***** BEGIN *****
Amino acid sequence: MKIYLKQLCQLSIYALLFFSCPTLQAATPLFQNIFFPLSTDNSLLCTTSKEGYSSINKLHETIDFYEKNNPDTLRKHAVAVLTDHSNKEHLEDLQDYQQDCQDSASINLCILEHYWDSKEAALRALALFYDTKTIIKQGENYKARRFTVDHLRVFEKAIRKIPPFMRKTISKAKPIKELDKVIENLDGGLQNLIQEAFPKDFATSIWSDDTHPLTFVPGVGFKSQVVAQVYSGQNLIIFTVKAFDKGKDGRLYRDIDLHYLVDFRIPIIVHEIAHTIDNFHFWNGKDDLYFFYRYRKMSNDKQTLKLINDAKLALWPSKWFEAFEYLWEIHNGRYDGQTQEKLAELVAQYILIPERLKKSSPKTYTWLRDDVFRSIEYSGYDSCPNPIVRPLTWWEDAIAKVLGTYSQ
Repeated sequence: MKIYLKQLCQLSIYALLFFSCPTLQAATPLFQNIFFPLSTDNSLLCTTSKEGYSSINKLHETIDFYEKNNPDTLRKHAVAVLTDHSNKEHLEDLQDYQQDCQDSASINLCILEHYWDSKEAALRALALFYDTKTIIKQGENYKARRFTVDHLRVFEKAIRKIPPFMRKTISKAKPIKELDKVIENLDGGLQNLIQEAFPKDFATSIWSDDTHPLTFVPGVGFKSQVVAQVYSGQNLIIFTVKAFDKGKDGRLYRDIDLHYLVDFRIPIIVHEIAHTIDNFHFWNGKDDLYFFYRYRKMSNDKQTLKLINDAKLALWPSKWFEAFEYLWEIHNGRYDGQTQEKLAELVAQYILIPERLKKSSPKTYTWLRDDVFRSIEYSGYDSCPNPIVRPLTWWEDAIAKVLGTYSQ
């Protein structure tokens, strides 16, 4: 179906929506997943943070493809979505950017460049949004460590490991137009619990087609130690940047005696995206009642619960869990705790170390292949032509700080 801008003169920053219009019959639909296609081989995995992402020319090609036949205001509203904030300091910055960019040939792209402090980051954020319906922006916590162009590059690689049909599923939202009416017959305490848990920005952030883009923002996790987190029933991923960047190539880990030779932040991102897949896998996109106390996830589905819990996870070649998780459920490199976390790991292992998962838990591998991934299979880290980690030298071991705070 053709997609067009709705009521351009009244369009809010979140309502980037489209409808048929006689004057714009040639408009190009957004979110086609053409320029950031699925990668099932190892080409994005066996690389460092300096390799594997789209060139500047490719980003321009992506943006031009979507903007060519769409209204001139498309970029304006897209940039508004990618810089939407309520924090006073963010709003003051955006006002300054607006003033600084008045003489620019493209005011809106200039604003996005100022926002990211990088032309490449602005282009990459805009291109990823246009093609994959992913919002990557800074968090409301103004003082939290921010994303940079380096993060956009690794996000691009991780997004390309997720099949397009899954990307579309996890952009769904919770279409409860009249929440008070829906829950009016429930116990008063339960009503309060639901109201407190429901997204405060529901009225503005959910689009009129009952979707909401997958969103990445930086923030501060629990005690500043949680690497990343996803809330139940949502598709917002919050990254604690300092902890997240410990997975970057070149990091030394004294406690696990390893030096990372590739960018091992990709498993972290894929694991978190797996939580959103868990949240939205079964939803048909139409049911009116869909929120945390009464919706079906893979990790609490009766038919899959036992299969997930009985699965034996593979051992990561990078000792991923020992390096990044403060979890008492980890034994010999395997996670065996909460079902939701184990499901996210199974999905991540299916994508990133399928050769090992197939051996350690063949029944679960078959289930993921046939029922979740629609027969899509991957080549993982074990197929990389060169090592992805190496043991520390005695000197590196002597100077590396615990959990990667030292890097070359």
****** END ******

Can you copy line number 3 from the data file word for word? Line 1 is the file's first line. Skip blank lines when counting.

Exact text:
């Protein structure tokens, strides 16, 4: 179906929506997943943070493809979505950017460049949004460590490991137009619990087609130690940047005696995206009642619960869990705790170390292949032509700080 801008003169920053219009019959639909296609081989995995992402020319090609036949205001509203904030300091910055960019040939792209402090980051954020319906922006916590162009590059690689049909599923939202009416017959305490848990920005952030883009923002996790987190029933991923960047190539880990030779932040991102897949896998996109106390996830589905819990996870070649998780459920490199976390790991292992998962838990591998991934299979880290980690030298071991705070 053709997609067009709705009521351009009244369009809010979140309502980037489209409808048929006689004057714009040639408009190009957004979110086609053409320029950031699925990668099932190892080409994005066996690389460092300096390799594997789209060139500047490719980003321009992506943006031009979507903007060519769409209204001139498309970029304006897209940039508004990618810089939407309520924090006073963010709003003051955006006002300054607006003033600084008045003489620019493209005011809106200039604003996005100022926002990211990088032309490449602005282009990459805009291109990823246009093609994959992913919002990557800074968090409301103004003082939290921010994303940079380096993060956009690794996000691009991780997004390309997720099949397009899954990307579309996890952009769904919770279409409860009249929440008070829906829950009016429930116990008063339960009503309060639901109201407190429901997204405060529901009225503005959910689009009129009952979707909401997958969103990445930086923030501060629990005690500043949680690497990343996803809330139940949502598709917002919050990254604690300092902890997240410990997975970057070149990091030394004294406690696990390893030096990372590739960018091992990709498993972290894929694991978190797996939580959103868990949240939205079964939803048909139409049911009116869909929120945390009464919706079906893979990790609490009766038919899959036992299969997930009985699965034996593979051992990561990078000792991923020992390096990044403060979890008492980890034994010999395997996670065996909460079902939701184990499901996210199974999905991540299916994508990133399928050769090992197939051996350690063949029944679960078959289930993921046939029922979740629609027969899509991957080549993982074990197929990389060169090592992805190496043991520390005695000197590196002597100077590396615990959990990667030292890097070359």